Apple won 60 Patents this week covering their Wireless AirPower Charging Pad, HMD Eye Tracking Technology & more
Yesterday the U.S. Patent and Trademark Office officially published a series of 60 newly granted patents for Apple Inc. In this particular report we briefly cover two wireless charging patents and one for advanced eye tracking technology for Apple's future Mixed Reality Headset. We also cover three design patents and as always, we wrap up this week's granted patent report with our traditional listing of the remaining granted patents that were issued to Apple today.
Two Wireless Charging Patents, AirPower +
Apple was granted two patents relating to wireless charging devices. The first patent covers Apple's AirPower that failed to come to market though still rumored to be preparing for an actual launch in the future.
Apple's patent covers a wireless power system has a wireless power transmitting device that transmits power wirelessly to a wireless power receiving device. The wireless power transmitting device is a device such as a wireless charging mat (shown in FIG. 2 below), wireless charging puck, wireless charging stand, wireless charging table, or other wireless power transmitting equipment. The wireless power transmitting device has one or more coils that are used in transmitting wireless power to one or more wireless power receiving coils in the wireless power receiving device. The wireless power receiving device is a device such as a cellular telephone, watch, media player, tablet computer, pair of earbuds, remote control, laptop computer, other portable electronic device, or other wireless power receiving equipment.
For more details, review Apple's granted patent US 11476719 B2.
Apple's second granted patent covers a wireless power system that has a wireless power transmitting device and a wireless power receiving device. The wireless power receiving device may be a wristwatch having a magnetic core with at least first and second wireless power receiving coils. The wireless power transmitting device may be a charging puck connected to a plug such as a Universal Serial Bus plug via a cable.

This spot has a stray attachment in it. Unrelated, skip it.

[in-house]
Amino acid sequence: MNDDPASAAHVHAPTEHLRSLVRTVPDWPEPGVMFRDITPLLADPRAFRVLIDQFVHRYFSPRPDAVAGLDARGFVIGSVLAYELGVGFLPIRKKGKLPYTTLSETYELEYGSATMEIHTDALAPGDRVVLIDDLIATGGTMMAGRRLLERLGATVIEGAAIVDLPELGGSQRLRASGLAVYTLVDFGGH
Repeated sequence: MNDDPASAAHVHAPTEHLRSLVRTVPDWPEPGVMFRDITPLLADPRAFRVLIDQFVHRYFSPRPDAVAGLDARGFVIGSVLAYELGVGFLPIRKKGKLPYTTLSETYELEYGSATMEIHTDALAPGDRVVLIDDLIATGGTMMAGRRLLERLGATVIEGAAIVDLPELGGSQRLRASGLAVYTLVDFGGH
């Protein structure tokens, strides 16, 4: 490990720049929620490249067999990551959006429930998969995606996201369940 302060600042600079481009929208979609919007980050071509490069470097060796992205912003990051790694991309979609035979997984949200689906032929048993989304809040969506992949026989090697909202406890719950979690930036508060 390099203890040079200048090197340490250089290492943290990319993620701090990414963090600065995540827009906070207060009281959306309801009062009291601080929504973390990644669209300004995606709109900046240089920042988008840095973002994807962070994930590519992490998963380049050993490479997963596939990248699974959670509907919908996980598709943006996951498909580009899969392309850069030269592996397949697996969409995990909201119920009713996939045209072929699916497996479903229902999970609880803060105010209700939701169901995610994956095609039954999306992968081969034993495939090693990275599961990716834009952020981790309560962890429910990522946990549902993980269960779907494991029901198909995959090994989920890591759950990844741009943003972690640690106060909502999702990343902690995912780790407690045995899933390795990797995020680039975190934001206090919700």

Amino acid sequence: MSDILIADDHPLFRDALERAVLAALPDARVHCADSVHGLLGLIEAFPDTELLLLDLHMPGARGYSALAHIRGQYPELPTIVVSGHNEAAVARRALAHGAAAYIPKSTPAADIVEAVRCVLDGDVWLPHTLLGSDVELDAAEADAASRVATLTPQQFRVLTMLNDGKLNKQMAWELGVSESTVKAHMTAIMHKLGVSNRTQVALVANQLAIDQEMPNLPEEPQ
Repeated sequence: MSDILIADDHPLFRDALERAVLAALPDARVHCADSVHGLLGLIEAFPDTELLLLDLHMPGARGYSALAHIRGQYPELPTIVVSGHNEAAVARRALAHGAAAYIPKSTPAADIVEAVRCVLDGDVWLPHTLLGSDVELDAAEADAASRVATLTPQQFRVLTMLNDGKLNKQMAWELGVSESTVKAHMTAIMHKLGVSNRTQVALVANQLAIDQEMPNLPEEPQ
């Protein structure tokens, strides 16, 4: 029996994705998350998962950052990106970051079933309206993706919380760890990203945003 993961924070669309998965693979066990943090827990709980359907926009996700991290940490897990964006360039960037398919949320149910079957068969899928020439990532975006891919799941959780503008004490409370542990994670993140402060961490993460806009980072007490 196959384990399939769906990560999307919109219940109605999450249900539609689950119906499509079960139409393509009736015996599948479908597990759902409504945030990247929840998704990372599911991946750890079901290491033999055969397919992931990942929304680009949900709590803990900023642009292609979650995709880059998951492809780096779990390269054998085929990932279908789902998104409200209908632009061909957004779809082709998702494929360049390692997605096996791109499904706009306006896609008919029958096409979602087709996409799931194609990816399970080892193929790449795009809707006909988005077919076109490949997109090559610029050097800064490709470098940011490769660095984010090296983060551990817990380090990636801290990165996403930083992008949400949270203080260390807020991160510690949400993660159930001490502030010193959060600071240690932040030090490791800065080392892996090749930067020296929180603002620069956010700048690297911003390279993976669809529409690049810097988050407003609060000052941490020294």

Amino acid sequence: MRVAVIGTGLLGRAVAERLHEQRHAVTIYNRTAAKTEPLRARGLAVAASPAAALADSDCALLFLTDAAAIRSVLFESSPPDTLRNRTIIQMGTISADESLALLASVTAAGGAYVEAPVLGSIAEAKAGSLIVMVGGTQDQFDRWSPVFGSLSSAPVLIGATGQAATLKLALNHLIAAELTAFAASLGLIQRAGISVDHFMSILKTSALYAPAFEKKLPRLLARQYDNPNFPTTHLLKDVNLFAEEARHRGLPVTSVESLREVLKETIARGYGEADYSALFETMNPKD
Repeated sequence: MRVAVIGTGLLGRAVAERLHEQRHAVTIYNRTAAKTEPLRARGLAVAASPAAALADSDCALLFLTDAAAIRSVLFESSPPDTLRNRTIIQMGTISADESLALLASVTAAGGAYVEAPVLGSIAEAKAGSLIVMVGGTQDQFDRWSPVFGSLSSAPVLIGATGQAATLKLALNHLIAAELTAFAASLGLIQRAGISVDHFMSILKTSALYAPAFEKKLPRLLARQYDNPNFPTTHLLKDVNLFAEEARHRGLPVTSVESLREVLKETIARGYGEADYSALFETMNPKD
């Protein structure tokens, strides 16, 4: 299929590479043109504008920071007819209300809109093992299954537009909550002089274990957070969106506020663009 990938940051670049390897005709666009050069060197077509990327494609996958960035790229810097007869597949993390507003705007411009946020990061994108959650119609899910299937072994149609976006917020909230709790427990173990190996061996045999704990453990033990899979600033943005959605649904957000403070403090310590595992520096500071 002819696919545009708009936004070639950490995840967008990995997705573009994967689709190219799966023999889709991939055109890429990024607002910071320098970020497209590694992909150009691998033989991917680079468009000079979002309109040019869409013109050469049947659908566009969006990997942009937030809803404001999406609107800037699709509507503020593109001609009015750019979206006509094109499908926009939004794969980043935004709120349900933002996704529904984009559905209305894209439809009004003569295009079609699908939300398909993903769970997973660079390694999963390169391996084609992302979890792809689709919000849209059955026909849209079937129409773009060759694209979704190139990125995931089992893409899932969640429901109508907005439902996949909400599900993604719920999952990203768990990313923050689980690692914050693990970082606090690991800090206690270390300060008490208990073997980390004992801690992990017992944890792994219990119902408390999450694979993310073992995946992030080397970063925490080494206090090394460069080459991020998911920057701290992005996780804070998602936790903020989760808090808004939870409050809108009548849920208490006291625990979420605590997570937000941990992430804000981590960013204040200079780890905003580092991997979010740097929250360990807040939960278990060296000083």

Apple Patent FIG. 1 below is a schematic diagram of an illustrative wireless charging system that includes a wireless power transmitting device; FIG. 3 is a side view of an illustrative wireless power transmitting device such as a wireless charging puck connected to a connector plug via a cable.
For more details, review Apple's granted patent US 11476707 B2.
Eye Tracking Using Event Camera Data
Apple has been granted a patent titled Method and Device for Eye Tracking Using Event Camera Data. The patent relates to yet another dimension of their advanced eye tracking/eye gazing technology for their future Head Mounted Display (HMD) device. Apple's patent introduces us to how an eye tracking system is able to obtain biometrics of a user using event camera data and then auto-adjust the brightness of the imagery generated onto the HMD display and more.
Apple's patent FIG. 1 below is a block diagram of an example operating environment #100 wherein the controller (#110) is configured to manage and coordinate an augmented reality/virtual reality (AR/VR) experience for the user.
Apple's patent FIG. 4 illustrates a block diagram of a head-mounted device (#400). The housing (#401) also houses an eye tracking system including one or more light sources #422, a camera 424, and a controller 480. The one or more light sources 422 emit light onto the eye of the user 10 that reflects as a light pattern (e.g., a circle of glints) that can be detected by the camera 424. Based on the light pattern, the controller 480 can determine an eye tracking characteristic of the user 10. For example, the controller 480 can determine a gaze direction and/or a blinking state (eyes open or eyes closed) of the user 10. As another example, the controller 480 can determine a pupil center, a pupil size, or a point of regard. Thus, in various implementations, the light is emitted by the one or more light sources 422, reflects off the eye of the user 10, and is detected by the camera 424. In various implementations, the light from the eye of the user 10 is reflected off a hot mirror or passed through an eyepiece before reaching the camera 424.
In patent FIG. 5A above we see an eye of a user having a first gaze direction; FIG. 5B illustrates the eye of the user having a second gaze direction.
You could review more of this from our 2020 patent application report here or from Apple's granted patent number US 11474348 B2.
Key Granted Design Patents
This Week's Remaining Granted Patents